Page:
Feminist suspicion toward religion has not deterred those feminists who hold on to their religious faith traditions or have become academics in theological and religious studies. Interestingly, when the second-wave feminist movement came into being in North America, a considerable number of women scholars had recently earned or were in the process of earning their doctoral degrees in biblical studies. Among them have been women scholars in Hebrew Bible and New Testament, such as Alice Bach, Phyllis Bird, Athalya Brenner, Sheila Briggs, Bernadette J. Brooten, Claudia V. Camp, Adela Yarbro Collins, J. Cheryl Exum, Elisabeth Schüssler Fiorenza, Esther Fuchs, Tikva Frymer-Kensky, Carol Meyers, Carol A. Newsom, Letty Russell, Jane Schaberg, Luise Schottroff, and Phyllis Trible (see also Scholz, 2012b; Lopez and Penner, 2012). They turned to the emerging feminist discourse to inform their burgeoning scholarship. However, much of feminist biblical studies developed in relative isolation from feminist theories and the field of women’s studies and what later expanded into gender studies (Trible, 1982a; Hackett, 1987, Coggins, 1988; Day, 1991; Frymer-Kensky, 1994). Pamela Milne explains that the disconnect between feminist biblical studies and women’s and gender studies is related to the fact that feminist Bible scholars have felt primarily accountable to the academic discipline in which they had earned their doctoral degrees and in which they were hired to teach at institutions of higher learning (Milne, 1997, p. 44). Often, they developed their work without considering the general feminist agenda, as articulated by the feminist movement and secular feminist theorists, despite some calls to do so since the early stages of feminist biblical exegesis (Wire, 1986). To Milne, mainstream feminist discourse thus mainly ignored feminist biblical scholarship.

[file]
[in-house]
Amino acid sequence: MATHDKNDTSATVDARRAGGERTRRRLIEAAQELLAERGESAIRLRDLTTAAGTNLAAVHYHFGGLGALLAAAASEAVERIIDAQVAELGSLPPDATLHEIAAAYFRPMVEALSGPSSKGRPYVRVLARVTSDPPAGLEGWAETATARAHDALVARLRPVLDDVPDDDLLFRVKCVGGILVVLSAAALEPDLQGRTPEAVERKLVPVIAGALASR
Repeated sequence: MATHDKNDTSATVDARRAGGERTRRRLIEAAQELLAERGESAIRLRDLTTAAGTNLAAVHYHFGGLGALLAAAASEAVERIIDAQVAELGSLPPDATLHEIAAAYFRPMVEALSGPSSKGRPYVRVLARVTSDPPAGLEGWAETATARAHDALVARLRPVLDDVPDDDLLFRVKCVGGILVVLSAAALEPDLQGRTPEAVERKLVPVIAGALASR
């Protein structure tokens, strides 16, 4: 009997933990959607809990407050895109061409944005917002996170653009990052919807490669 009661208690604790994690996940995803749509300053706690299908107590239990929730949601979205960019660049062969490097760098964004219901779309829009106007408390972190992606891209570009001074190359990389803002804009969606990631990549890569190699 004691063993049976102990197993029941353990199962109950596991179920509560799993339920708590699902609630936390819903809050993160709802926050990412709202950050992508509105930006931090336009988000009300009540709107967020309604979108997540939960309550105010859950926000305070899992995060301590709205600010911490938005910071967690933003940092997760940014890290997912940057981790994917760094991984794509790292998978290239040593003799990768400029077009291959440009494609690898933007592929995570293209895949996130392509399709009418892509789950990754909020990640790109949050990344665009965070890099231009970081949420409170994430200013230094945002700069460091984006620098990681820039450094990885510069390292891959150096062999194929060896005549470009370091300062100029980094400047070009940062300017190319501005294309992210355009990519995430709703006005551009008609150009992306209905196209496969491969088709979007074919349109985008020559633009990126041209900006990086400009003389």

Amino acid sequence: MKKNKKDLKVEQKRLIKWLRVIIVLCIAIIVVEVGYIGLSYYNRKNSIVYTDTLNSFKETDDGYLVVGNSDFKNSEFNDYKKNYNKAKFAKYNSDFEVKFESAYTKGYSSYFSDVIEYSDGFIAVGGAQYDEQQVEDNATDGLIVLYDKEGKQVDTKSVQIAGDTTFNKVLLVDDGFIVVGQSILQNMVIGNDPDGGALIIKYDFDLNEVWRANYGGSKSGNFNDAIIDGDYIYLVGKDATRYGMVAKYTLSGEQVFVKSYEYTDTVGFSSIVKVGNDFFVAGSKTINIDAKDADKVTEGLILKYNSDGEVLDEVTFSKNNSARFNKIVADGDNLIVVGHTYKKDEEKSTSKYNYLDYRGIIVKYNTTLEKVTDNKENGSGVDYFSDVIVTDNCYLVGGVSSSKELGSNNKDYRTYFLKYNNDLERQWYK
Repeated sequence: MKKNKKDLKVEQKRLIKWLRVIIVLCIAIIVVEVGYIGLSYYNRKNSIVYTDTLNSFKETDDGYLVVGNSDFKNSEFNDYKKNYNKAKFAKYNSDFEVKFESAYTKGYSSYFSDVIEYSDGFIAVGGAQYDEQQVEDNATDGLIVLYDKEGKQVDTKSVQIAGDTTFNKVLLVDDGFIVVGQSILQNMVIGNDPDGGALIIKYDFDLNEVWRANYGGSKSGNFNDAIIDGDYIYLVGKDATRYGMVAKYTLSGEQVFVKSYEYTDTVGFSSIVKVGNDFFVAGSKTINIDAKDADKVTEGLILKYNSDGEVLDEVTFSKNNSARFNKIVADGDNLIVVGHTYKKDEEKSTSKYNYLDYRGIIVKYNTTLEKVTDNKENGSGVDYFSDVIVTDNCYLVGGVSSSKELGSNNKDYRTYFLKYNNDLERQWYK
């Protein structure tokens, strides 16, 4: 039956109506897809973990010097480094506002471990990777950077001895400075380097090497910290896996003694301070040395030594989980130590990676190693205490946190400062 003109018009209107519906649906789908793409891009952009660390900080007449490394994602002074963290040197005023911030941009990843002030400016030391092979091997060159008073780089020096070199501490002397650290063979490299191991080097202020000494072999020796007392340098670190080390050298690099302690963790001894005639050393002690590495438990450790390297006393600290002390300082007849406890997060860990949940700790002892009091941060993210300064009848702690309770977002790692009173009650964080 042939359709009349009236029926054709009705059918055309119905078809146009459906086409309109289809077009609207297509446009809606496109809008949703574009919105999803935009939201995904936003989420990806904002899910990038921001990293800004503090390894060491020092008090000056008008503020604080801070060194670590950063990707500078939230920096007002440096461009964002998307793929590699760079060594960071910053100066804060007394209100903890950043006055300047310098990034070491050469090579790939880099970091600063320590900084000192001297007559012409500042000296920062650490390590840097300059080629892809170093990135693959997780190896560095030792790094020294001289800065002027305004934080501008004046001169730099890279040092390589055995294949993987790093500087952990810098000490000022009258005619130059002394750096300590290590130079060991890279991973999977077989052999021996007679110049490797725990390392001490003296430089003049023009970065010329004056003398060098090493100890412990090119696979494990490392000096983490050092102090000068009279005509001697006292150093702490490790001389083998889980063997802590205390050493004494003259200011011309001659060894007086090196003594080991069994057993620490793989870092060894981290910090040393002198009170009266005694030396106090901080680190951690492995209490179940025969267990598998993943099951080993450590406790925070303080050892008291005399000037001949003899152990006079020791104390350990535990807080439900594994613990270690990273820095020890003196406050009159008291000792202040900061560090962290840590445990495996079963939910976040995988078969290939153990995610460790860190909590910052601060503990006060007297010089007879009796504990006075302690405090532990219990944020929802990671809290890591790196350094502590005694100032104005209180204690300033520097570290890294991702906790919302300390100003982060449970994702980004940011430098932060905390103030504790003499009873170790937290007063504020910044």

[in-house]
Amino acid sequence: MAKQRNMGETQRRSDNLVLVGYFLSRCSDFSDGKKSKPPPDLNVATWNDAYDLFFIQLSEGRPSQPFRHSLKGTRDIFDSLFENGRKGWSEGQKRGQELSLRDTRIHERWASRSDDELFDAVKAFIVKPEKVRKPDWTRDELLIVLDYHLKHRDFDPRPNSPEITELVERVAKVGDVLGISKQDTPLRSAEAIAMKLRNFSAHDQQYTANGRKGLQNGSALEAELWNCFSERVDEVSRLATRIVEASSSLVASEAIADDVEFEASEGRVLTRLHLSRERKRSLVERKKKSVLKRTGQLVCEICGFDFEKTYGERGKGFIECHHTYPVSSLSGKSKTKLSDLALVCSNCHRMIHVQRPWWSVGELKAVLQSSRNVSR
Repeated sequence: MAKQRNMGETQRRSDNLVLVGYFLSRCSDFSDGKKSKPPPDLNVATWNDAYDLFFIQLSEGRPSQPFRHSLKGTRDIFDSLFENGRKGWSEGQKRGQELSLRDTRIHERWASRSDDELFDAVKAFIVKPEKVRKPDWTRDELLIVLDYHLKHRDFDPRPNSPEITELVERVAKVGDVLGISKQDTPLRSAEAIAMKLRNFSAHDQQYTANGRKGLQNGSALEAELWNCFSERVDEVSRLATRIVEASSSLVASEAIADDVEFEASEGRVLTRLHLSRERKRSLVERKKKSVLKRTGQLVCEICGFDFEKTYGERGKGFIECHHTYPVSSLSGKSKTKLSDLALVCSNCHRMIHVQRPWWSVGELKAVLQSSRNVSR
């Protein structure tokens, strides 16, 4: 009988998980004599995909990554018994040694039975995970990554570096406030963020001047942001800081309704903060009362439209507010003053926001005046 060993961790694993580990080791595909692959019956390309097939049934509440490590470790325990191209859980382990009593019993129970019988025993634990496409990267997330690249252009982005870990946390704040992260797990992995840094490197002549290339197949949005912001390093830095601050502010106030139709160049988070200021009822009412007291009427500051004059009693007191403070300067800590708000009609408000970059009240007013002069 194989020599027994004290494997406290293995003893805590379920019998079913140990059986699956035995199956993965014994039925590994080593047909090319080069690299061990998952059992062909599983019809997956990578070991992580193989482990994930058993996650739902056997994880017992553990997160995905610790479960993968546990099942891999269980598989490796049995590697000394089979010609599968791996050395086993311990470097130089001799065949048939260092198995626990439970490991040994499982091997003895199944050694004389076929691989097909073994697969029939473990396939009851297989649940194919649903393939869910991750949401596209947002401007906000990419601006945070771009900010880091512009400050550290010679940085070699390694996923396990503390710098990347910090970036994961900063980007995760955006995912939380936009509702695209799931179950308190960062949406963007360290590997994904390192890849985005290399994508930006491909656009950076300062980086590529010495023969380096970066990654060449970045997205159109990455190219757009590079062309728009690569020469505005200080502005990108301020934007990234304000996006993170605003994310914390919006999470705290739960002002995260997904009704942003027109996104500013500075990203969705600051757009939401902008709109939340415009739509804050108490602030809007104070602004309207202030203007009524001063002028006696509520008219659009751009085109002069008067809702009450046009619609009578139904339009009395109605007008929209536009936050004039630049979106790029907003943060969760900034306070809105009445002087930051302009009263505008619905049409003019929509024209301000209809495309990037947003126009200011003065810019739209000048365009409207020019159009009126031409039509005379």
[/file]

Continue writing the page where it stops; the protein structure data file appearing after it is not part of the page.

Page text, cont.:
There is yet another reason for the disconnection. According to Milne, feminist biblical scholars have not usually articulated the relationship between their feminist and theological convictions and, in fact, often defended the Bible as a women-friendly authority for women (Trible, 1982a, 1982b; Schüssler Fiorenza, 1982; Tolbert, 1983). Sometimes, they have reinforced the androcentric status quo, advanced neoliberal feminist recuperations of the Bible, ignored or dismissed feminist theories, and reauthorized the “fathers” of the field. Esther Fuchs eloquently articulates this problem (Fuchs, 2008). In her view, a neoliberal trend has emerged in feminist biblical studies since the 1990s. It has enabled feminist Bible scholars to conceptualize their work by merely adding “women” to the existing field of biblical studies. This add-on approach advances a reformist and gradualist agenda, adheres to the notion of inevitable progress in social change and advancement, and does not question existing epistemologies and binary dualisms. Fuchs explains that this neoliberal compliance relies on an essentialist view of gender, as if fixed and unchanging traits shape women’s identities formed by women’s experiences that are self-evident and universally valid for women anywhere and at any time.